One fan exclamation in the soap opera industry that has gotten quite a bit of blogosphere attention came from the Web site The Wreck Center, posted by Jase. The piece, entitled "An Open Letter to Carolyn Hinsey and Daytime Television," is in response to a recent column in Soap Opera Digestmagazine.

First, for those who follow my research, you know that I'm particularly interested in how soap opera fans communicate to soap opera producers, the reasons behind and ways in which soaps can survive the continued ratings decline that started 20 years ago, and the way in which soaps are hindered by notions of a niche target demographic and how to appeal to that demographic. I've written time andtime again about the importance of transgenerational storytelling and empowering audience members outside the target demo to be proselytizers for each soap opera.

The piece from Hinsey is reprinted in its entirety as part of the post, focusing on the disappearance of veteran characters. She begins:

Soaps are a business. They make their money on advertising, and advertisers only value viewers aged 18-49. It's stupid and it's not fair, but it's a FACT. So, the networks do focus groups made up of fans like you and me, and those fans answer questions about who and what they like and don't like on their shows. The shows then take some of that information--faulty though it may be--and use it to decide what to pay their people. That's how business works. The most valuable people make the most money.

In short, Hinsey is espousing the model that I've written about extensively, the one that I believe is quite fractured and misleading for the soaps industry to be following. Further, she celebrates the focus group as the way to tell what fans really want, a research method I am much more highly suspicious of than using online fan communities, because of the constructedness of the model and the idea of considering level of engagement as a meaningless metric.

See a roughly similar discussion that broke out in February 2006, which I wrote about here.

Hinsey concludes, "Whatever it is, trust me. If an older actor is pulling their acting weight, scoring high with the focus groups, and not making unreasonable demands, they are going to stick around." This is her effort to explain the shows not using their older characters/actors. And it got the impassioned response I linked to above from an avid soaps fan, one who is in the target age demographic (although not the target gender--guess he doesn't know that he doesn't matter).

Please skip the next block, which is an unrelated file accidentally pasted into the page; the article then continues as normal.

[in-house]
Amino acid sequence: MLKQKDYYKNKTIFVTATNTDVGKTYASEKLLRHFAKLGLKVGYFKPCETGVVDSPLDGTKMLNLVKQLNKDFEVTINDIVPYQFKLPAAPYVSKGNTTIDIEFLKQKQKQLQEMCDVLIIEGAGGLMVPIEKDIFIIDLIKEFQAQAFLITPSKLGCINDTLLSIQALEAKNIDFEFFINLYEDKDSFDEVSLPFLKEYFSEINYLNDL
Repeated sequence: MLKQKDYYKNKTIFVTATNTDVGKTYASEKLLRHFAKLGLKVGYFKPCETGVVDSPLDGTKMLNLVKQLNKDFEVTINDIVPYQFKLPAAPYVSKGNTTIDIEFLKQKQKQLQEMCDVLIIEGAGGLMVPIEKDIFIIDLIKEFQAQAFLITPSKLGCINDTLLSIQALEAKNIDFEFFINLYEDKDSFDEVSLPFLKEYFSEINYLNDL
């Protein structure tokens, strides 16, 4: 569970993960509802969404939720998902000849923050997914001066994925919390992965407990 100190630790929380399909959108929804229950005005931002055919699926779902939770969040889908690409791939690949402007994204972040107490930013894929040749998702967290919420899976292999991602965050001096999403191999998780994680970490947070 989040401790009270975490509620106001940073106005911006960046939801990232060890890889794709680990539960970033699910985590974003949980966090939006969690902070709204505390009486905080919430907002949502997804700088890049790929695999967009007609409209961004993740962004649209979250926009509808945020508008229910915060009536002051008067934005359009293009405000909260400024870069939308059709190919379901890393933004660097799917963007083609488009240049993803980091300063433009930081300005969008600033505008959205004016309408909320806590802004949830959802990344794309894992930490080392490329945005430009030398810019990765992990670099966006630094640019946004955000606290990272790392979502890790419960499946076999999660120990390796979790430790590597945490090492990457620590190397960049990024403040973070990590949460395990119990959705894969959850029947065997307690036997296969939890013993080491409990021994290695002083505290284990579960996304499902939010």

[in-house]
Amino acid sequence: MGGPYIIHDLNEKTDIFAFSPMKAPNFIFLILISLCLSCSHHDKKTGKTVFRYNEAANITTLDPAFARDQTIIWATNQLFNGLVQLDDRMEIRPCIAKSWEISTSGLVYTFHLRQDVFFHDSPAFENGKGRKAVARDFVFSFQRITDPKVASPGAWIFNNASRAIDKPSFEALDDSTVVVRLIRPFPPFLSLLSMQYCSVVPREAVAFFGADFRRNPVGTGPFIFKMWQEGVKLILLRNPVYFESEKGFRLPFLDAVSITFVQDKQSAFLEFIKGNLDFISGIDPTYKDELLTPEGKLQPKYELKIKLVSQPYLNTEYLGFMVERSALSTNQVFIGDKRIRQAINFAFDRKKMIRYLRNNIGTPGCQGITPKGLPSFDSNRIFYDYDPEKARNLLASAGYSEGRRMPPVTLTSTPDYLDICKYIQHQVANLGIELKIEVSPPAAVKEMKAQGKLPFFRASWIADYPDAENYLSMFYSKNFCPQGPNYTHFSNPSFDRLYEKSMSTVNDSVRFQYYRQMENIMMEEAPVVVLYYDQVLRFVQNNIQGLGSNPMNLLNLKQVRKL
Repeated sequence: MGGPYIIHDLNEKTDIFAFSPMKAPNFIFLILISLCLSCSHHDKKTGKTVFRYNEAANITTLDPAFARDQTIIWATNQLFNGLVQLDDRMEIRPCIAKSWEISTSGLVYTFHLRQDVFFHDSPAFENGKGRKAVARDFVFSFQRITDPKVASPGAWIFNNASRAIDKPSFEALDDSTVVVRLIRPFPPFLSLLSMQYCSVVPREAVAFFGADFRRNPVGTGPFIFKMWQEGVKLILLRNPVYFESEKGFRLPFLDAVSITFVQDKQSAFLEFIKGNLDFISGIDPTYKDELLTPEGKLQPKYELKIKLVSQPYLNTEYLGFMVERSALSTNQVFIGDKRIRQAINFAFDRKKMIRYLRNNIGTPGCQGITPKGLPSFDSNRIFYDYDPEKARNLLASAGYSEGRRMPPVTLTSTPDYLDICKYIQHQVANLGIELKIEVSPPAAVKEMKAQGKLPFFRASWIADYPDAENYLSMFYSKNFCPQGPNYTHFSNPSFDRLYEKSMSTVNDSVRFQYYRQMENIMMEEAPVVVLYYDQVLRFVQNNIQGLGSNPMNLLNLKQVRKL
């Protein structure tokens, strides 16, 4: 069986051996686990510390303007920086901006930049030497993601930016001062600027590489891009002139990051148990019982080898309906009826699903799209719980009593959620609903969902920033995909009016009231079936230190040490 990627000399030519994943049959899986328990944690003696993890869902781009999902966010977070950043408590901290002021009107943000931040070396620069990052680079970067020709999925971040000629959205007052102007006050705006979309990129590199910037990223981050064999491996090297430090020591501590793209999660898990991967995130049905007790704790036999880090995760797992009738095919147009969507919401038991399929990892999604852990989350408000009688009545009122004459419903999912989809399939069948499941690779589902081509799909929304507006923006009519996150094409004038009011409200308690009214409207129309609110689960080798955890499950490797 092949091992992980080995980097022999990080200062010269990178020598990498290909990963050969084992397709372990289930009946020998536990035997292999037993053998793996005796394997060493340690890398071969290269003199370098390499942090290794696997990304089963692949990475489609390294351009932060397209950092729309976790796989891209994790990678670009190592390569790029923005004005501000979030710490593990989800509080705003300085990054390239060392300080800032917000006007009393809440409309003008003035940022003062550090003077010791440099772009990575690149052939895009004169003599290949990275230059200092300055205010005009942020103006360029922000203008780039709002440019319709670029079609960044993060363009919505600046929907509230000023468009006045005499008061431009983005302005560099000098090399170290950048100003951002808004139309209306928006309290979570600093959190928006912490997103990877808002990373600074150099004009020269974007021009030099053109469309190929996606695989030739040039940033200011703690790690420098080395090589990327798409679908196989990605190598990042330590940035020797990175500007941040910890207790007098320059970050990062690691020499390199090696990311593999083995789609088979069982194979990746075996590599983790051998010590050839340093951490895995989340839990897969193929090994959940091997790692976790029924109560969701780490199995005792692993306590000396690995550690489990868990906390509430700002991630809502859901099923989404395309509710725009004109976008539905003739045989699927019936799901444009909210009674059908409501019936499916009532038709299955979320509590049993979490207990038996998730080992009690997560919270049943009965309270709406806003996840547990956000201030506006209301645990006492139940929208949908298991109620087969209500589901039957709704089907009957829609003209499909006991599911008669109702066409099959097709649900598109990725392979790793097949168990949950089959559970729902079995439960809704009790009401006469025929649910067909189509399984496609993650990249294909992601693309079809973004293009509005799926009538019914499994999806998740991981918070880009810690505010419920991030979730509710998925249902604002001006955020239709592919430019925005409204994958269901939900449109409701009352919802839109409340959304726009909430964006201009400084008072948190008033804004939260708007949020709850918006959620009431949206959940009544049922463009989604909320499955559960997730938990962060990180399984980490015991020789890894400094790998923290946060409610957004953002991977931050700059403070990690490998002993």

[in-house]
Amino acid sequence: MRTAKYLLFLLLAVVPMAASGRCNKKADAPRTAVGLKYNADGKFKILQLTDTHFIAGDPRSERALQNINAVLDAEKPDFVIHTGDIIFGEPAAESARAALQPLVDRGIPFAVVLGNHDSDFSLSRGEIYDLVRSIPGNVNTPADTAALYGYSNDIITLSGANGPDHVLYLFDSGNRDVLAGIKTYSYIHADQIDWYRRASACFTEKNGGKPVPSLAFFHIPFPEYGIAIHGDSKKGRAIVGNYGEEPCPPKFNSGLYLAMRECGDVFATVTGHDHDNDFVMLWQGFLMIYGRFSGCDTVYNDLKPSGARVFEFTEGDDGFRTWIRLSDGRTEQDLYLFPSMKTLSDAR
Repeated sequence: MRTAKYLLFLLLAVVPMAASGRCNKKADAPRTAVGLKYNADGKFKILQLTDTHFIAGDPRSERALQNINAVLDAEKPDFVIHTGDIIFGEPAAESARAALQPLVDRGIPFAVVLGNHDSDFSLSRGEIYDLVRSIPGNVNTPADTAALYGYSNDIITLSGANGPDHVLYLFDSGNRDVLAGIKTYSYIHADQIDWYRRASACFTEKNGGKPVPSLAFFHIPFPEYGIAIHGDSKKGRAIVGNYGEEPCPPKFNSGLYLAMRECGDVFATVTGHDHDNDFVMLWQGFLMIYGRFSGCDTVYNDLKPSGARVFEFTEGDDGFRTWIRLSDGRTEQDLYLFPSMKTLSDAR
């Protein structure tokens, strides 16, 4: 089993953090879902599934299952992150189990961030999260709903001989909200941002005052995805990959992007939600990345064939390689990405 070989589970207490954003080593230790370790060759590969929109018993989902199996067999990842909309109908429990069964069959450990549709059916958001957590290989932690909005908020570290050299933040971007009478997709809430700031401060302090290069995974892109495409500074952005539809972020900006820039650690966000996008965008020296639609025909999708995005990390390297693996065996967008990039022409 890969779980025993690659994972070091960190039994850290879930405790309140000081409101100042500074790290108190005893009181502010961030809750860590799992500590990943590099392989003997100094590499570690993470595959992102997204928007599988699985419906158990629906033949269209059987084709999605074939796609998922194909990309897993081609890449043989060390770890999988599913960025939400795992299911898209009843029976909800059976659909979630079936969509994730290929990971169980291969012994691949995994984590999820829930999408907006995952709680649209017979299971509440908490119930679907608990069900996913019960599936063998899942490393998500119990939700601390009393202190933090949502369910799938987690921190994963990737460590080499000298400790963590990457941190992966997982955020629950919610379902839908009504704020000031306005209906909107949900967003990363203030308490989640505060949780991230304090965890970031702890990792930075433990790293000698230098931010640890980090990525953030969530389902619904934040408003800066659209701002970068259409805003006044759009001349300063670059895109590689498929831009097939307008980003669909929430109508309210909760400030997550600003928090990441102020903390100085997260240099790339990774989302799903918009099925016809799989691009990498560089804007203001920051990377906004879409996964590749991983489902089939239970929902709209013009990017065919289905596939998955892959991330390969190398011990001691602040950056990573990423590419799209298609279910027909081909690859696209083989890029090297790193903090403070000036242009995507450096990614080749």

Jase writes, "I am the youth demographic and I am not happy. I am the youth demographic and I can't watch anymore, because I hate it, and it's horribly written, and there's no balance in old and new, and I miss the veterans who are apparently too old for me to care about and the better stories which I supposedly shouldn't notice are gone."

The anger generated here from Jase may not do much to create dialogue with the soaps industry, which I feel would be more fruitful, but it does demonstrate the degree to which soaps fans think about the industry and its future, and it ties in directly with the research I've been working on for the past two years. Again, for anyone interested in these issues, feel free to e-mail at samford@mit.edu for more information on my thesis work on soaps, which examines these issues in-depth.

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Sam Ford

This post was originally published on the MIT Convergence Culture Consortium Weblog on May 07, 2007.

The first part of this excerpt from my thesis work was presented on the C3 blog earlier today, available here. That portion focused on my own history with immersive story worlds, defining the term, and looking at seriality as one aspect of an immersive story world.

Multiple Creators